Blog Archives

More Americans Are on the Move, Survey Says

More households are moving to East Coast states while leaving Rust Belt states — the area in the U.S. between the Midwest and the Northeast — where unemployment remains high, according to the latest Atlas Lines Migration Patterns study, which has tracked the nation’s moves since 1993. 

For the fifth year in a row, Washington, D.C., had the highest percentage of inbound moves while Ohio had the highest percentage of residents leaving, or “outbound moves.” Meanwhile, western states mostly stayed balanced in moves for the year. Several southeastern states, such as Florida and Georgia, also stayed balanced in moves despite high foreclosure rates, possibly because they also serve as retirement hot-spots, according to the survey.

The summer months continued to have the largest number of moves per season, according to the survey. 

The following is a list from the Atlas Van Lines’ 2011 Migration Patterns study showing the top outbound states for moves (in which more than 55 percent of total shipments moved out of the state) and inbound states (in which more than 55 percent of total moving shipments moved into the state). The list is in no particular order. 

Top Outbound States for Moves

  • Ohio
  • Indiana
  • Illinois
  • Kansas
  • Nebraska
  • Utah
  • Minnesota
  • Wisconsin
  • Louisiana
  • New York
  • Massachusetts
  • Connecticut
  • Delaware
  • New Jersey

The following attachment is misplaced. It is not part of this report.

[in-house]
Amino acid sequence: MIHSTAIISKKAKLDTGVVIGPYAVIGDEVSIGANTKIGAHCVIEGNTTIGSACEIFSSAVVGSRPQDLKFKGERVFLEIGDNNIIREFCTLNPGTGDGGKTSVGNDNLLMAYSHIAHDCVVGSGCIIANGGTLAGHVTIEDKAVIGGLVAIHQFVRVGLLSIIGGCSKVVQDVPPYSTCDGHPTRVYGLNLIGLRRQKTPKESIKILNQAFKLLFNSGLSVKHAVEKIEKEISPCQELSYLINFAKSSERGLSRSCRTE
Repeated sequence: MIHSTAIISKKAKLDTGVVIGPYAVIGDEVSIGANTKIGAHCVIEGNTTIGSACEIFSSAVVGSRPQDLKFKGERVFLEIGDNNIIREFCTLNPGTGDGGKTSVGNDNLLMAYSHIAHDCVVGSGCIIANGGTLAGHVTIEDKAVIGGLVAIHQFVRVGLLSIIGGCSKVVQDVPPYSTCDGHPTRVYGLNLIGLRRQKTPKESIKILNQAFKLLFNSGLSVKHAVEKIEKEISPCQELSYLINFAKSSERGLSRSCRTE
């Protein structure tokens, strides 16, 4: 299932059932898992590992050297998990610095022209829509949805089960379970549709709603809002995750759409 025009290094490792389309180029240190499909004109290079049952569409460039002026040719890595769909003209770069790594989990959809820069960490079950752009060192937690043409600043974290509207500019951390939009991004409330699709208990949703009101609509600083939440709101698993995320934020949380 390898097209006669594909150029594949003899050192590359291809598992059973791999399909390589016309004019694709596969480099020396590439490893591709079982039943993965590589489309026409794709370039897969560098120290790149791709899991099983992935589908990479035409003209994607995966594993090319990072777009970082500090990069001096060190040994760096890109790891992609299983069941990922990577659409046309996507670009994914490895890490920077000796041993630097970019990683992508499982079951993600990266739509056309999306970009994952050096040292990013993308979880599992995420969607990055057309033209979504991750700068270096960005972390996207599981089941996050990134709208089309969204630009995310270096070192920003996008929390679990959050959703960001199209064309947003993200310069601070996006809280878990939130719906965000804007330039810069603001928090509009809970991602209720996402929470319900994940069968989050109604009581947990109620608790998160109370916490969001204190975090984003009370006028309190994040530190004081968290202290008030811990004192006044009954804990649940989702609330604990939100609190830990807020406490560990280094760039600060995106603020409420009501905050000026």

• West Virginia
  • Missouri
  • Kansas
  • Hawaii 

Top Inbound States for Moves

  • Washington, D.C.
  • Maryland
  • Texas
  • Virginia
  • North Carolina 
  • New Hampshire
  • Rhode Island
  • New Mexico 
  • Alaska
  • North Dakota
  • Tennessee

Source: Atlas Van Lines 2011 Migration Patterns

Read More

Some Good Signs for the Real Estate Market

Some Good Signs for the Real Estate Market

Sales ticked up for existing homes and new homes, several real estate market indicators revealed last week, pointing to a housing market that may finally be entering recovery mode. 

In the most recent report, the Census Bureau reported that the new-home market continued its rebound, with sales of new houses once again inching up last month. New-home sales rose 1.6 percent from October to November to an annualized rate of 315,000, and sales were up nearly 10 percent compared to November 2010. 

The median sales price of a new home in November was $214,100, the Census Bureau reported, and the inventory of new houses nationwide decreased to a six-month supply at the current sales pace. 

"Inventories of new homes are very low: There's nothing on the shelf, so any increase in new home sales will translate directly into new housing starts," Bob Denk, senior economist at the National Association of Home Builders, told CNNMoney. "That means putting people back to work."

Other recent good news for the housing market: November sales of existing homes increased 12 percent year-over-year, new-home building starts were up nearly 21 percent year-over-year, and mortgage rates reached new record lows last week, pushing housing affordability even higher. 

Source: “New Home Sales Edge Up,” CNNMoney